Research station looks to purchase corn from local farmers

Published 12:12 am Thursday, July 9, 2015

The Piedmont Research Station may partially fill a revenue hole in some local farmers’ budgets, created by a drought that’s lowered projections for corn yields across Rowan County.

During a drought-focused meeting on Wednesday, the research station announced it would purchase up to 800 tons of corn from local farmers as a result of sharply lower rainfall totals in 2015. The announcement came at the end of a meeting where state officials offered advice to a crowd of farmers about saving drought-stressed corn. Two presentations given by N.C. State University professors during the meeting focused on potential fungal problems on drought stressed corn and whether dangerous levels of nitrate would be present in some corn crops.

As of July 2, all of west Rowan remains in a “moderate drought,” according to the U.S. Drought Monitor’s latest update. The eastern portion of the county, however, is labeled as “abnormally dry.” Corn is most severely affected by the weather conditions. It’s also the largest commercially produced crop in Rowan, according to many estimates.

Recent rains have slightly increased rainfall totals, but won’t make a difference for corn, according to local farmers. Corn requires rain during a specific portion of its growing season for optimal output.

The net result for corn producers in Rowan is likely decreased profit margins for the 2015 growing season.

But, farmers aren’t the only ones hurt by the drought.

The research station also expects decreased yields, and would need to fill its gap by purchasing 750 to 800 tons of corn, said Correll Hall, who works at the research station. Hall said the campus would turn to local farmers to fill the gap. Farmers will be allowed to submit prices for their corn, he said. The Piedmont Research Station will wrap up the bidding process and choose successful bidders in one week. More than one farmer could be chosen.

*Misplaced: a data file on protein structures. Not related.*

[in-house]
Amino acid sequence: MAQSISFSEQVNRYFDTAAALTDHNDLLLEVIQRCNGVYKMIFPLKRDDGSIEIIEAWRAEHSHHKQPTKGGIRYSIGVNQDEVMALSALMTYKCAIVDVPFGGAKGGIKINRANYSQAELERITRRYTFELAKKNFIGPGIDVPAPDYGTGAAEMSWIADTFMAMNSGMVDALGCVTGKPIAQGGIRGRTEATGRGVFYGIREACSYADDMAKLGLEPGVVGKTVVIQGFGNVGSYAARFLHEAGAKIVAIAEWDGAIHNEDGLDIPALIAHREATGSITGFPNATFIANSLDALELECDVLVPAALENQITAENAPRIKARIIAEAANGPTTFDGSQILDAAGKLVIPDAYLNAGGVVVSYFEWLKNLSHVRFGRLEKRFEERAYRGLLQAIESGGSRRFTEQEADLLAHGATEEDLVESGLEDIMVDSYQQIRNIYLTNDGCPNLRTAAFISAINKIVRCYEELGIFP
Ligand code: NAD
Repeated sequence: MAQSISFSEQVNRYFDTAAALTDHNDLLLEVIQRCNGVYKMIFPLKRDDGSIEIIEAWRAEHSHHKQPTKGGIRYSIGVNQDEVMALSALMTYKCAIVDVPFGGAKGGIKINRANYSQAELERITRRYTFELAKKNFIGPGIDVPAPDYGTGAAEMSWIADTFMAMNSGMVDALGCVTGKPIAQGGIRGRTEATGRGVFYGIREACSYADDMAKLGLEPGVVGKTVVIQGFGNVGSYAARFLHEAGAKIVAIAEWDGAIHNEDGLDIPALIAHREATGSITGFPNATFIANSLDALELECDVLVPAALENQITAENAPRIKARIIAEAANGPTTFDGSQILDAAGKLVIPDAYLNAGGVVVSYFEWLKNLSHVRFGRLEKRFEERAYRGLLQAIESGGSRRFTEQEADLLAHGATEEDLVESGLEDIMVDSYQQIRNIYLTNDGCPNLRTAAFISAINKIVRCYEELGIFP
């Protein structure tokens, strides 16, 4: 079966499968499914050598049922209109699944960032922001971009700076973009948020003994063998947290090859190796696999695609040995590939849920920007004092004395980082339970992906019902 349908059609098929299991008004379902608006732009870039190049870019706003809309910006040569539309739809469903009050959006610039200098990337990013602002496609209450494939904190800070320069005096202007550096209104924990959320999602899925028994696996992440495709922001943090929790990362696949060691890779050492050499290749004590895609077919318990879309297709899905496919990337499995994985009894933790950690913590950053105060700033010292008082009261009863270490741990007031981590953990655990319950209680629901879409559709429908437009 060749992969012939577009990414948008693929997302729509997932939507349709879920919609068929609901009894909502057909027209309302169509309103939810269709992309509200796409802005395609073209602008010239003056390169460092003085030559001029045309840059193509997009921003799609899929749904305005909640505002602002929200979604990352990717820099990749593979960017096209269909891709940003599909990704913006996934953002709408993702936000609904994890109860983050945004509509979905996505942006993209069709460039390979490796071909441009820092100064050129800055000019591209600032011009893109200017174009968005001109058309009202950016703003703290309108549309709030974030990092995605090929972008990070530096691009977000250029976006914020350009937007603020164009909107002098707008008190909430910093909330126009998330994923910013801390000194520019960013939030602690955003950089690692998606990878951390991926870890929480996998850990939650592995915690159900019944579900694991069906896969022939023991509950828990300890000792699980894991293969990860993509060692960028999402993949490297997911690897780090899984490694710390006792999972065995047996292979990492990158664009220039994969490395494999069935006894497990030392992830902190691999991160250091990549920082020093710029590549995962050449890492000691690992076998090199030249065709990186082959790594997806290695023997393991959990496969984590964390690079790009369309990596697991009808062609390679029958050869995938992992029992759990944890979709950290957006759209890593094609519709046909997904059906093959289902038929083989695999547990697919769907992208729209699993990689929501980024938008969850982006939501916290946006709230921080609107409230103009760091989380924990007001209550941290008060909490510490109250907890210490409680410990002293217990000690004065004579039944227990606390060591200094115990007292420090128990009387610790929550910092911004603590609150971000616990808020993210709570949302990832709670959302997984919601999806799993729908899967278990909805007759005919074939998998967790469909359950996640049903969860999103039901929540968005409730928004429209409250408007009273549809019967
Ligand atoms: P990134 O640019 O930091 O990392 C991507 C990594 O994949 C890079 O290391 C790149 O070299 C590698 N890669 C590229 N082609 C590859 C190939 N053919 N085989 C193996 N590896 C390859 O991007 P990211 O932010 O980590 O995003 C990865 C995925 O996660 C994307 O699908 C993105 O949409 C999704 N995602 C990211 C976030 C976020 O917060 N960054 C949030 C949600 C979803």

“Rather than wait, and try to catch up when we could have another year like this next year, we’re considering buying feed,” Hall said. “And, our bosses in Raleigh have approved that purchase.”

The Piedmont Research Station would cut the corn and transport it,  Hall said. Travel costs will be factored into the decision.

The announcement was one of several pieces of positive news offered to farmers at the meeting.

Using local samples of corn as examples, corn specialist Dr. Ron Heiniger, who teaches at N.C. State University, said Rowan County’s lack of rain is an early drought for many farmers. As a result, there’s less chance that nitrates would reach dangerous levels in corn crops.

Elevated nitrate levels can be toxic to animals. Symptoms of nitrate poisoning include labored breathing, loss of weight and lack of appetite, according to Heiniger’s research.

Discussion about elevated nitrate levels focused on corn silage, which is commonly used for animal feed. Silage can be made from green vegetation that has fermented over a period of time.

Purple discoloration on corn stalks could represent elevated nitrate levels, he said. Heiniger stressed during the meeting that farmers should cut corn immediately following a rain storm, as it would result in increased nitrate levels.

He encouraged farmers to have multiple samples of their crop tested if they had doubts about whether nitrate levels were elevated.

Livestock specialist Shannon Davidson spoke after Heiniger, and much of her presentation focused on the possibility for fungus or toxins to form on drought stressed corn. Fungus may not necessarily lead to toxins forming in corn. As a result, Davidson showed several examples of potential toxins, including the olive green, powdery alfatoxin — occurring relatively commonly in  corn crops.

“You might have high nitrates if you don’t have corn kernels, but without kernel development you’re much less likely to see mold,” she said. “If you’ve got corn that doesn’t have ears, you’re much less likely to see a problem. So, again, I’m trying to put a little silver lining on some of the problems that you’re seeing this year.”

Contact reporter Josh Bergeron at 704-797-4246